To address some of these issues, the African Wildlife Foundation (AWF) and other NGOs, has facilitated the establishment of Community Development Trusts (CDTs) in Zambia. CDTs are designed to secure customary land rights by mobilizing rural communities to acquire private leasehold titles to customary land, thus ensuring land held under customary tenure is protectd by law. Once customary land is converted into a leasehold title held in the form of CDT, the land continues to be administered following customary laws and practices. Under a CDT structure, the trust proposes land sites to be converted for the traditional ruler’s consideration (Metcalfe 2006). This way, traditional leaders can continue to regulate the allocation of customary land; however, under a CDT, the traditional leader’s authority is statutorily recognized. Traditional leaders are also responsible for mobilizing community members, overseeing and regulating Board of Trustees elections, ensuring the CDT bylaws and constitutions are upheld, and resolving land disputes (Metcalfe 2006).
Land Acquisition Act, 1970
According section 3 of the Land Acquisition Act, 1970, “the President may, whenever he is of the opinion that it is desirable or expedient in the interests of the Republic so to do, compulsorily acquire any property of any description.” Notice is required before the government can enter into any building or enclosed space or require occupants of land to give up possession (Sec. 6, Land Acquisition Act, 1970).
Section 12 of the Land Acquisition Act, 1970 states that “in assessing adequate compensation…the Minister and the Court shall act in accordance with the following principles…(b)the value of property….be the amount which the property might be expected to realize if solid in the open market by a willing seller at the time of [the notice] publication…”. Section 15(2) of the Land Acquisition Act, 1970 provides that “save where the land acquired is unutilized land to which an absentee owner is beneficially entitled, compensation shall be payable in respect of unexhausted improvements on unutilized land…provided that such compensation shall be limited to the value, for which the purpose the land is acquired, of such unexhausted improvements." According to section 15(6), “Unexhausted improvements” are defined as “any quality permanently attached to the land directly resulting from the expenditure of capital or labour and increasing the productive capacity, utility or amenity thereof, but does not include the results of ordinary cultivation other than standing crops and growing produce.” The Land Acquisition Act, 1970 do not provide compensation for economic activities (e.g. loss of business) intangible values (e.g. social, cultural, and spiritual values) associated with the land.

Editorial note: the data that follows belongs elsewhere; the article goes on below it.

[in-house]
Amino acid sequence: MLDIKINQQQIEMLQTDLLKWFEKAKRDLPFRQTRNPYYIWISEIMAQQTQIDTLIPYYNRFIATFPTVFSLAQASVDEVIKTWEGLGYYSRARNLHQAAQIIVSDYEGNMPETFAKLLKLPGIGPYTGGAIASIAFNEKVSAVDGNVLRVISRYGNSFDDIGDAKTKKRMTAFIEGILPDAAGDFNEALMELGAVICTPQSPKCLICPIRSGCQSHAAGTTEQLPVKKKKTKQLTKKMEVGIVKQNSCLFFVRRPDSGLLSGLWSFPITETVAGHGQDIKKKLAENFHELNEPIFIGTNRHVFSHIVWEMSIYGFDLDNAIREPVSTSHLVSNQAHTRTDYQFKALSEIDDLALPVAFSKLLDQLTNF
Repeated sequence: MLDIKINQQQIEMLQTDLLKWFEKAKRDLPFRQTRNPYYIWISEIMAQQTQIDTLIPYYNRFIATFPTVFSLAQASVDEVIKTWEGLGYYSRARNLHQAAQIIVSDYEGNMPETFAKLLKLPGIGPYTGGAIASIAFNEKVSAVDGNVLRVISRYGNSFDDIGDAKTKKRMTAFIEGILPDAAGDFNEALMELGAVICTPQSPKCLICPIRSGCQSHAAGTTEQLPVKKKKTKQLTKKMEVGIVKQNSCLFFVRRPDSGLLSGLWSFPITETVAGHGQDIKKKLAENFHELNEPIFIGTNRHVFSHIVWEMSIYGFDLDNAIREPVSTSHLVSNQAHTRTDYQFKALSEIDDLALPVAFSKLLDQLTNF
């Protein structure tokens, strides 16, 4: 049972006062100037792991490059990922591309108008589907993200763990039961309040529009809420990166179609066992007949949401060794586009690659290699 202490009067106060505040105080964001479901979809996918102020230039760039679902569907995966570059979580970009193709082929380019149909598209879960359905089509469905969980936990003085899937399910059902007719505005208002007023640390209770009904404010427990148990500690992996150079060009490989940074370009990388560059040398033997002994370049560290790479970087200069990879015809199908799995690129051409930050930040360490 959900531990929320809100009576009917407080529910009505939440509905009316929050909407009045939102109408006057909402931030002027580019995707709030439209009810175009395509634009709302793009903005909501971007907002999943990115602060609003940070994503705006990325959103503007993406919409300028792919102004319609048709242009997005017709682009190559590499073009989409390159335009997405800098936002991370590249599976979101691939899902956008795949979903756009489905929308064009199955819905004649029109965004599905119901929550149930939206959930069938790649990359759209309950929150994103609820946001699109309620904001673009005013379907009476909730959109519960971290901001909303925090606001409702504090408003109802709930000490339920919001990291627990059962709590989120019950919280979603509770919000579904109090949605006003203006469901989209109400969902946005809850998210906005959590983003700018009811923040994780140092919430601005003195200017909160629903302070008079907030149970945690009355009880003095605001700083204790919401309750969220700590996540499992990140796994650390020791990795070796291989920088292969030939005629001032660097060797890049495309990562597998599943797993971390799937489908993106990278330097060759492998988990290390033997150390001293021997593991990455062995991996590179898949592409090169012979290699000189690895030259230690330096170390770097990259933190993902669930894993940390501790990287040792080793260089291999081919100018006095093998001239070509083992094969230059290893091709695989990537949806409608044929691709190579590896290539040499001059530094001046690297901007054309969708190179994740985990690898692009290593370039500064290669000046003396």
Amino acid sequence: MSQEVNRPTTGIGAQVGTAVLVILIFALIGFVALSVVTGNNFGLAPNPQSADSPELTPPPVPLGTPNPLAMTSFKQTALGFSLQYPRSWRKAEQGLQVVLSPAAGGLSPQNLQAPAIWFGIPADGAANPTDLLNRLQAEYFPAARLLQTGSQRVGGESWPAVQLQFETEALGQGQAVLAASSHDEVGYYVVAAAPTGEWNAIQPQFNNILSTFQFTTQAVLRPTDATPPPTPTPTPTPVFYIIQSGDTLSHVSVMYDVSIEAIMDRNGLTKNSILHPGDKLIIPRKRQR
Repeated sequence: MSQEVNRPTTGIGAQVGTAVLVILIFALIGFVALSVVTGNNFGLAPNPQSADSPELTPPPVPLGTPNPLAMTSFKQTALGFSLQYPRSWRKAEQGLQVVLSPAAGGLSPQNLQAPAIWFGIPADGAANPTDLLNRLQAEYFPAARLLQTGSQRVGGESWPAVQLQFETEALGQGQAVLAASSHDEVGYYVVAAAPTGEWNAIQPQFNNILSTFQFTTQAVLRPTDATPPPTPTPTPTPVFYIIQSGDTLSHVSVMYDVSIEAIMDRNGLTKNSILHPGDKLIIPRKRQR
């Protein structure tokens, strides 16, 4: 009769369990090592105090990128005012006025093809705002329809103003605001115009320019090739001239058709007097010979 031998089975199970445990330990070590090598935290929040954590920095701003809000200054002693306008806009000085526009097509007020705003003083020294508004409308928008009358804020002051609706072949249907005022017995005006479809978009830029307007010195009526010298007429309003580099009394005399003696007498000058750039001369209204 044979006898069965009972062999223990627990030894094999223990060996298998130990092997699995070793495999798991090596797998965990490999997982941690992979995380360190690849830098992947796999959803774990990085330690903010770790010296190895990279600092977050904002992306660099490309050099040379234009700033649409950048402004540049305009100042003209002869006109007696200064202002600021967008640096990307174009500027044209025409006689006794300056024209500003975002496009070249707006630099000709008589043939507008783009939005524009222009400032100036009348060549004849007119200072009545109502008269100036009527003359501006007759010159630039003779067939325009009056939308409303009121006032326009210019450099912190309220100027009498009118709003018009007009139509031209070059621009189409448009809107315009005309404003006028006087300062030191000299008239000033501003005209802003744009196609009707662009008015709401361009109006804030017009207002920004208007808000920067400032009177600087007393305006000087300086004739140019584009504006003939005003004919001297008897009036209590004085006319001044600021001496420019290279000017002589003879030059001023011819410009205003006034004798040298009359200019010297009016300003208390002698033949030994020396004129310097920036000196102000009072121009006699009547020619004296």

The law provides affected persons with a right to negotiate compensation levels. A consultation proceeding with affected persons, by which affected person and the Minister can agree on compensation levels, is implicitly established by Sec. 10 of the Land Acquisition Act, 1970. Section 10 states that “where any property is acquired by the President…shall on behalf of the Government pay in respect thereof…such compensation in money as may be agreed…provided that where the property acquired is land the President may, with the consent of the person entitled to compensation, make such person…a grant of other land…” (Land Acquisition Act, 1970, Sec. 10). Section 10 of the Land Acquisition Act, 1970 requires that “where any property is acquired by the President under this Act the Minister shall on behalf of the Government pay in respect thereof, out of moneys provided for the purpose by Parliament, such compensation in money as may be agreed or, in default of agreement, determined in accordance with the provisions of this Act: Provided that where the property acquired is land the President may, with the consent of the person entitled to compensation, make to such person, in lieu of or in addition to any compensation payable under this section, a grant of other land not exceeding in value the value of the land acquired, for an estate not exceeding the estate acquired and upon the same terms and conditions, as far as may be practicable, as those under which the land acquired was held.”
Section 17 of the Land Acquisition Act, 1970 provides that “where a notice to acquire any land under this Act has been published in terms of section seven, the persons entitled to transfer the land shall, notwithstanding anything to the contrary contained in any other law or in any order of any court otherwise than under this Act, within two months of the publication of such notice transfer the same to the President.” Section 11(1) provides that, if there is a dispute over compensation outstanding within six weeks of the acquisition notice, then any person claiming an interest can file a claim in the High Court; however, the law does not explicitly require compensation to be paid before possession is taken or within a fixed timeframe thereafter. "Where any dispute arises as to the amount of compensation, the Minister or any person claiming to be entitled to compensation may, and shall if such dispute is not settled within the aforementioned period of six weeks, refer such dispute to the Court which shall determine the amount of compensation to be paid."
Constitution of Zambia
Land Act, 1995
Land Acquisition Act, 1970
The Lands (Customary Tenure) (Conversion) Regulations, 1996
Other land laws